In the days before I left Lebanon last June, my cousin Jamal and his father took me up to my village to visit my mother’s crypt site. A few days previous to this, I wrote an homage on my blog to her, Bahija, the mother I had never met [link to blog post]. I quoted the hadith which states: “Heaven lies at the feet of mothers”, and I expressed my grief and anger that such an oft-quoted saying could be so universally and hypocritically contradicted in action and deed. Arriving at the crypt, Jamal pointed out to me the mirror above the crypt door, on which was inscribed this very hadith.
I had come armed with a quotation of one of the mother’s of the disappeared from Lebanon’s Civil War, provided by my friend Zeina. This mother, realizing she had outlived any chance of seeing her son again, stated:
“Should my son come back let him knock on my grave three times; in this way maybe I will find peace.”
Keening at her grave site, I, too, heeded this invocation. I knocked on the crypt door three times; I beseeched my mother forgive my tardiness; I explained to her that I had been well taken care of by my commère, my mother in the States; I wished her peace until we might be reunited. After a lifetime of wondering and searching, in so many subtle ways I had come full circle, and I promised her that my existence, from then on, would be her resistance. And in honor of her, I prefer to say that I am an adoptee “rematriated”.
For someone like me who did not have the luxury or privilege of “asl”, “Hasab” or “nasab”— “ancestral origin”, “accrued family name” or “genealogical connection”, I soon came to realize the truthfulness of the phrase used by Zeina Zaatari, in her journal article discussing the women of South Lebanon. Here she states that such women are “mothers of all”, with their extensive networks of mutual aid, information dissemination, familial and community planning, and socially understood role of protector. In this light, as I was shown time and again, to have the women of a community on my side made a huge difference in terms of my acceptance, inclusion, integration, and community standing.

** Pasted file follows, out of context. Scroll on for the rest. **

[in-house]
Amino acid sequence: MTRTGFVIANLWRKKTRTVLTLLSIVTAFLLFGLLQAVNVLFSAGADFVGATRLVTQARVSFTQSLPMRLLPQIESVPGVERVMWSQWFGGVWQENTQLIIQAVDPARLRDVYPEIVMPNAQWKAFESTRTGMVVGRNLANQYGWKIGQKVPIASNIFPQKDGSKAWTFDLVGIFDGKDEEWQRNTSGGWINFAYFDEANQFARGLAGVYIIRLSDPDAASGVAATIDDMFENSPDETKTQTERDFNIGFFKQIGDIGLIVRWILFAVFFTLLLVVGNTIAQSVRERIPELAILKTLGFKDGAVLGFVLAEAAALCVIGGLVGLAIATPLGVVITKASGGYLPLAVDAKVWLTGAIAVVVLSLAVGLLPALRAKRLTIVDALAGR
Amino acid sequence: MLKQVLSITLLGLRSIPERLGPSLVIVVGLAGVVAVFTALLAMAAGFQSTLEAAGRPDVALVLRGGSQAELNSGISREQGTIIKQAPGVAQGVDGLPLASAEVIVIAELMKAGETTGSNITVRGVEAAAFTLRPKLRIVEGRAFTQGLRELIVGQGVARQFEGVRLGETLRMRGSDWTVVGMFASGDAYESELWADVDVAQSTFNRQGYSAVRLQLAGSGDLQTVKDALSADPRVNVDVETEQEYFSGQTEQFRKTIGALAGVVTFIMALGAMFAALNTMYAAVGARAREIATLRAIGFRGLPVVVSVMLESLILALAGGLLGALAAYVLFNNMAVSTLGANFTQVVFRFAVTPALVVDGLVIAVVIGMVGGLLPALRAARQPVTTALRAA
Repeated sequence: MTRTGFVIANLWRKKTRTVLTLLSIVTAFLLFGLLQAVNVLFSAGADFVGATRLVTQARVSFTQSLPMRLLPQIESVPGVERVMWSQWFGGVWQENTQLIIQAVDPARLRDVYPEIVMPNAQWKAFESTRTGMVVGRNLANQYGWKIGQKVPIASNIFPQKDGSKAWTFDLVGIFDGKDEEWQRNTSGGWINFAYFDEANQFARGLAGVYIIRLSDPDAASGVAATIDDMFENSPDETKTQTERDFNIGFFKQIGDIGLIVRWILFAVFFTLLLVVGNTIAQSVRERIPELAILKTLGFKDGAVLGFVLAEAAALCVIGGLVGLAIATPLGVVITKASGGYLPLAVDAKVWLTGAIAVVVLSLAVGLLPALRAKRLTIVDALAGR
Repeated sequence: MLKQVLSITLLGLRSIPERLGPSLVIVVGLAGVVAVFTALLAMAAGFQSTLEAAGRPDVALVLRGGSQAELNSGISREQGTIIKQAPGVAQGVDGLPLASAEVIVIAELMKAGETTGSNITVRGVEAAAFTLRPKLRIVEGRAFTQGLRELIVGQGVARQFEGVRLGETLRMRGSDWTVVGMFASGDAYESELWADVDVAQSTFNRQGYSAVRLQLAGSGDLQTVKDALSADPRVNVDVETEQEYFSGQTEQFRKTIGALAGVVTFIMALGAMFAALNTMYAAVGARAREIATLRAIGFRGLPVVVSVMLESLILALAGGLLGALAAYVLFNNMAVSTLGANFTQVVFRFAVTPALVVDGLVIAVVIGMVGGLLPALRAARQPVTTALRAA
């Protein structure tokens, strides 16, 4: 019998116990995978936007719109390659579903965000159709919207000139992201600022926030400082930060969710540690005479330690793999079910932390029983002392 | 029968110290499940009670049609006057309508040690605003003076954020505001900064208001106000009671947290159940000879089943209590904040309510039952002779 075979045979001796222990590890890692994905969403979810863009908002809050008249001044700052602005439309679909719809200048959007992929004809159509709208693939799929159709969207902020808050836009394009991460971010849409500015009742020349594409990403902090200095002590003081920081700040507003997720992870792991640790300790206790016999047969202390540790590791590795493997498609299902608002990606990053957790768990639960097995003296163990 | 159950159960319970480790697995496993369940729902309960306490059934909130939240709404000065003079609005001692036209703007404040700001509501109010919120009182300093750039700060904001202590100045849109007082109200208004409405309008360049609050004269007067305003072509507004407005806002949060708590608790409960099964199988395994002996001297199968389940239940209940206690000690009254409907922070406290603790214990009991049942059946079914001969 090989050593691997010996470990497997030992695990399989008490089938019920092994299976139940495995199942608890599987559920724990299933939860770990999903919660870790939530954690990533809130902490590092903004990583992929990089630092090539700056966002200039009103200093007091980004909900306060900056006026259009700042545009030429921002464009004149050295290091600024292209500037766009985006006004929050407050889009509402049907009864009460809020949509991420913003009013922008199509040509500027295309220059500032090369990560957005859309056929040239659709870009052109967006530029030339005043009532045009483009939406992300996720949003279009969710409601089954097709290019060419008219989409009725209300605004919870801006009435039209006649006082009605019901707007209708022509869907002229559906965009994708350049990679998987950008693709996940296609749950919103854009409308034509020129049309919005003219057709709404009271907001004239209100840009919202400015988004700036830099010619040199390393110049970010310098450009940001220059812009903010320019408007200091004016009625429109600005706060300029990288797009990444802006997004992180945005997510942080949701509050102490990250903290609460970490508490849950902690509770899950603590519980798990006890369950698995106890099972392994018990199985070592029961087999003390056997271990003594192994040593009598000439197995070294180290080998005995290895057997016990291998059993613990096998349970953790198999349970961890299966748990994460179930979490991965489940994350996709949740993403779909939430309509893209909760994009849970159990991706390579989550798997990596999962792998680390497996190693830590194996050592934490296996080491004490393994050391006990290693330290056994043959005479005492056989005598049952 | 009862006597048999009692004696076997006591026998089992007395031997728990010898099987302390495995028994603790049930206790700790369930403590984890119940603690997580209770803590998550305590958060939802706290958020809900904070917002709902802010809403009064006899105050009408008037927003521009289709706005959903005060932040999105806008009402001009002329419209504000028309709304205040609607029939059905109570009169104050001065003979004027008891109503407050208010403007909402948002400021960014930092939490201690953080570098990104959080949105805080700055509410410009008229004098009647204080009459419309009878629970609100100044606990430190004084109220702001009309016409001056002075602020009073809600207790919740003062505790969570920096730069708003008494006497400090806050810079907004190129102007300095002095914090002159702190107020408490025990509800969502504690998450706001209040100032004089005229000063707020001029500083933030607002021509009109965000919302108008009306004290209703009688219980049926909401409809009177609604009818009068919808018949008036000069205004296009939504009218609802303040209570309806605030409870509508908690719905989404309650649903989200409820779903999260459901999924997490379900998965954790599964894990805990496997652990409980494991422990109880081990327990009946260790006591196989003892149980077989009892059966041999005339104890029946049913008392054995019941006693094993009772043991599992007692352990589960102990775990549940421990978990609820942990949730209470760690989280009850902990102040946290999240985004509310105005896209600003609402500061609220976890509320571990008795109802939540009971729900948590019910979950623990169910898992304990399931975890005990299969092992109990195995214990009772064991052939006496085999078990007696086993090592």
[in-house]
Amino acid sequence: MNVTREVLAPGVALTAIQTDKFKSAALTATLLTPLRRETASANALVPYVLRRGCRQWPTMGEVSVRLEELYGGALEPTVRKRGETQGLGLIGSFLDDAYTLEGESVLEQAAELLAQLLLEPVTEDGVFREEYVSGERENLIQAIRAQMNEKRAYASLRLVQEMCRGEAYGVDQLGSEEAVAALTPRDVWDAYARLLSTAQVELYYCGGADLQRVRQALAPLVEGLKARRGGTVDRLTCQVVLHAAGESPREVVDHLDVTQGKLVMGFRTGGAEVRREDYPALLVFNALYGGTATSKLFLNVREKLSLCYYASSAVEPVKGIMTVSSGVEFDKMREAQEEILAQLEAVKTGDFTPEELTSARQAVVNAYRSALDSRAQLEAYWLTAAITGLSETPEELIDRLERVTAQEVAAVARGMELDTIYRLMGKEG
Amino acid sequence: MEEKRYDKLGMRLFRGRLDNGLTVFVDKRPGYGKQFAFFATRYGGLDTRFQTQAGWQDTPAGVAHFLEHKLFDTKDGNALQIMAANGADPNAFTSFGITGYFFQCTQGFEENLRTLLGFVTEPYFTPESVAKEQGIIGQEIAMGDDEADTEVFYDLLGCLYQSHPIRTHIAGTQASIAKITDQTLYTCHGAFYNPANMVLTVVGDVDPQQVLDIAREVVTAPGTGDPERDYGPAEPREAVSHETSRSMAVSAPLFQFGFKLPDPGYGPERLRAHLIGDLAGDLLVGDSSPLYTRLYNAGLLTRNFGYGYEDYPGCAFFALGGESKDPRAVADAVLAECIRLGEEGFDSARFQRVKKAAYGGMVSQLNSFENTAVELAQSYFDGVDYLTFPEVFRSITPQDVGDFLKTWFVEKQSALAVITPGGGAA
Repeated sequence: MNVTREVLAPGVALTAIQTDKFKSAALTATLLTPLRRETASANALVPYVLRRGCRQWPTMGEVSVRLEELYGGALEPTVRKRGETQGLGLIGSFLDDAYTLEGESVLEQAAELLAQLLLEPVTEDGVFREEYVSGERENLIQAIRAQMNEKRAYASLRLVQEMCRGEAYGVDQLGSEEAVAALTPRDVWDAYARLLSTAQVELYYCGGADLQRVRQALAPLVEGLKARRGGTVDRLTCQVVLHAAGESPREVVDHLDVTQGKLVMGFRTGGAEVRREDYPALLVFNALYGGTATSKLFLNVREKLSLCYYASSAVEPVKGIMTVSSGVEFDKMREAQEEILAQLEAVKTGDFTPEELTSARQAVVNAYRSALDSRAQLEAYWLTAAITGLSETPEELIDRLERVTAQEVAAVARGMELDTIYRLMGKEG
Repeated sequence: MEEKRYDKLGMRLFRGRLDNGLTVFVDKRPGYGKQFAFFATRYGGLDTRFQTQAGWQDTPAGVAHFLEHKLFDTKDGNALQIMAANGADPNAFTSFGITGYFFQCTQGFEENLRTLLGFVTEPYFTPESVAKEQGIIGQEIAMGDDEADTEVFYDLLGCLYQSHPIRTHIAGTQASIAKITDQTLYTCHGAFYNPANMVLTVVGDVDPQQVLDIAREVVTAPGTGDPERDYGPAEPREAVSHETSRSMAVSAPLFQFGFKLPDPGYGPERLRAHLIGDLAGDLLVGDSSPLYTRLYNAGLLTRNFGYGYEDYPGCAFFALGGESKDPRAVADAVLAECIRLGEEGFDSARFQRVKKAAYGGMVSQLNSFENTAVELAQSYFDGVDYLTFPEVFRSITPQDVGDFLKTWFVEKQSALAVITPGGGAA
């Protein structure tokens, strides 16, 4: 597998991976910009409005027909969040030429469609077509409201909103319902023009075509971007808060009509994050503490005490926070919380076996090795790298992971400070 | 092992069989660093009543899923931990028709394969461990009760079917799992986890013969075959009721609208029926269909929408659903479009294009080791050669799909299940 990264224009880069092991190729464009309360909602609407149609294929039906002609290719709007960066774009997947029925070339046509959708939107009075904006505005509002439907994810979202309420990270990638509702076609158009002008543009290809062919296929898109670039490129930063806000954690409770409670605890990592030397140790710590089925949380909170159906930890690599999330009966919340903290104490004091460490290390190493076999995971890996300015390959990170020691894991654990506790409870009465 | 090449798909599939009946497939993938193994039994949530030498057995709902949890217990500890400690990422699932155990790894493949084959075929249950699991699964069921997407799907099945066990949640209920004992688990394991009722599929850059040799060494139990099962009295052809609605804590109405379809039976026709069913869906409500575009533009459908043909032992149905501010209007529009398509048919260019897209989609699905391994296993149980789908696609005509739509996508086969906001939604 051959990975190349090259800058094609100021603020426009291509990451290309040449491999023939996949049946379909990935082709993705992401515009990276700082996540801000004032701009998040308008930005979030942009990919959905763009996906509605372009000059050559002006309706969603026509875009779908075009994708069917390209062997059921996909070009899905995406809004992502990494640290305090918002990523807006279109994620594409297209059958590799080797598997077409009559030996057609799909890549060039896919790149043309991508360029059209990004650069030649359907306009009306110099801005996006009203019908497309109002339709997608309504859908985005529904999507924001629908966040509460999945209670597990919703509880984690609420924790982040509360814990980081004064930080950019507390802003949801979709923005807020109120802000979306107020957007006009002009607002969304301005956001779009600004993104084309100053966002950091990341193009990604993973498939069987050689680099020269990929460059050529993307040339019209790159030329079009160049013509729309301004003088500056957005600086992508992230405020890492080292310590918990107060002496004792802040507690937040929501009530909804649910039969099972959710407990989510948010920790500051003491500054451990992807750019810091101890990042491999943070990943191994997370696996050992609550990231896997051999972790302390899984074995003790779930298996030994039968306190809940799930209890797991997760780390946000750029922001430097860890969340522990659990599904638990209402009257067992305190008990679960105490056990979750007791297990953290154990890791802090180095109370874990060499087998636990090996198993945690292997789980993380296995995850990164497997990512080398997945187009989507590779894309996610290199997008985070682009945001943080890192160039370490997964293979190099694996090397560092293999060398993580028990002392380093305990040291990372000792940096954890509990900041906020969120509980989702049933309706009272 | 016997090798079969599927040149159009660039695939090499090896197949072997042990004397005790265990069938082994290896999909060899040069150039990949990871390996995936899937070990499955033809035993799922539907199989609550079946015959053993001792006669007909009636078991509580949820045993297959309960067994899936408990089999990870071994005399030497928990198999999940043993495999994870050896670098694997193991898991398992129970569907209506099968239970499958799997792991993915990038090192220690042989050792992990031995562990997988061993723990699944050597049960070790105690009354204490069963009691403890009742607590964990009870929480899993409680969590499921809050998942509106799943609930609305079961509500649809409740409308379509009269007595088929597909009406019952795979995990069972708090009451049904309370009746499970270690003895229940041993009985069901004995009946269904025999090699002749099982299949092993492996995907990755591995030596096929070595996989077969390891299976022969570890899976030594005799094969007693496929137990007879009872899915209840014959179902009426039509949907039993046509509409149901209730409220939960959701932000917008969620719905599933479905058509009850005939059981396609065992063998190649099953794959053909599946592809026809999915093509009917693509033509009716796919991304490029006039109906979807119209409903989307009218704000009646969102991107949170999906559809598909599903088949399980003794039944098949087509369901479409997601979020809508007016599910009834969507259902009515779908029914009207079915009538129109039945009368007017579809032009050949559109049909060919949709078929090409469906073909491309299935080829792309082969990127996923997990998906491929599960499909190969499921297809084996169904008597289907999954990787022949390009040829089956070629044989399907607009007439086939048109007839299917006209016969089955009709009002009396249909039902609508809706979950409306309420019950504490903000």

As Zaatari elaborates, this view of women in the Southwest Asian realm runs counter to their media portrayal outside of this region. In the proposal I will elaborate here, I do not seek to counter such stereotypical views. The anti-Arab, Islamophobic, and anti-poor stances of such portrayals stem from very particular economic and political needs, and to directly answer them is to take on a defensive posture and, in some way, acknowledge as truthful the very tropes I might attempt to deconstruct via such a discussion. Instead of entering into a false dialogue, I wish to present images that, in and of themselves, negate the need for such a discussion in the first place.